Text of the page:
There are six primary inputs used to determine the price of a stock option: underlying stock price, exercise price, time to expiration, volatility of the underlying stock's price, market interest rate, and dividend yield on the underlying stock. Each has a particular relation to option value. For example, as stock price increases, the value of a call would increase, while the value of a put would decrease. For volatility, an increase in volatility has a positive impact on the value of both puts and calls, since payoffs are asymmetric. That is, no matter how low the stock's price goes, all an investor can lose is the premium. Last year market volatility was low. This led to a good year for equities, but the derivative market lagged as a result of the lower volatility. See article here, The Trade News.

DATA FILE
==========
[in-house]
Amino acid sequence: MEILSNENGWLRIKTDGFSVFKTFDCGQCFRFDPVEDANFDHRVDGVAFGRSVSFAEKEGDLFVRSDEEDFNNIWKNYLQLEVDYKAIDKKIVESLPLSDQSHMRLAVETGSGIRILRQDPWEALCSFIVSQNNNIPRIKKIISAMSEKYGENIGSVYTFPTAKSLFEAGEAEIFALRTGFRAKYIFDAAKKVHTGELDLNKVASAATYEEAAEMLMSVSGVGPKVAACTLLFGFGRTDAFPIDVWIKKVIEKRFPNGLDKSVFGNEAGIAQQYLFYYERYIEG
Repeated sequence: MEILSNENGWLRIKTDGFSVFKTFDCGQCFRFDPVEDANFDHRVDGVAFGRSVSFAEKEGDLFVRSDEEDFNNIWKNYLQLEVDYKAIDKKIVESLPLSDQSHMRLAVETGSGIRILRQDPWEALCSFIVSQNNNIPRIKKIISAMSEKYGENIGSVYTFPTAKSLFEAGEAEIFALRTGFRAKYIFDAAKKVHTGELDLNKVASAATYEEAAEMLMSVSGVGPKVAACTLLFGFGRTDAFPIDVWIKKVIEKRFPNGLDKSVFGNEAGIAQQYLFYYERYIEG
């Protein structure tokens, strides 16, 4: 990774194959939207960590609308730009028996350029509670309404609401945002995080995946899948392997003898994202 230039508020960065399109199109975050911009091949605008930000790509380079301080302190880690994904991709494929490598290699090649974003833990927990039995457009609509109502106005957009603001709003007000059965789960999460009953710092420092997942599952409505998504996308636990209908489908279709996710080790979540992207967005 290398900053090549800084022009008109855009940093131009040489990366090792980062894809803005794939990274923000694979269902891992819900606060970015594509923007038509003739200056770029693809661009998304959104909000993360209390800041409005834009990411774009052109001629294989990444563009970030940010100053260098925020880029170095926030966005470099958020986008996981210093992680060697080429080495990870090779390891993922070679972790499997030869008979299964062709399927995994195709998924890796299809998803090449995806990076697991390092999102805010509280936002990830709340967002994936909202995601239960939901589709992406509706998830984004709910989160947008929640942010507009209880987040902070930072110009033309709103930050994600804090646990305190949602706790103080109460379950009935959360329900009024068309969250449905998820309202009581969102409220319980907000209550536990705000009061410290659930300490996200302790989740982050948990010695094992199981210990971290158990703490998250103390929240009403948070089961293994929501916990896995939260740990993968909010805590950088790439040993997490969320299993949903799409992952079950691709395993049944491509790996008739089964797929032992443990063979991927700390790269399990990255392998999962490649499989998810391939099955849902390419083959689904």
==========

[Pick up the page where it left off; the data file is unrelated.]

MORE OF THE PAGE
Dolvin, Steven D., "Volatility and Derivatives" (2014). All Chapters. 91.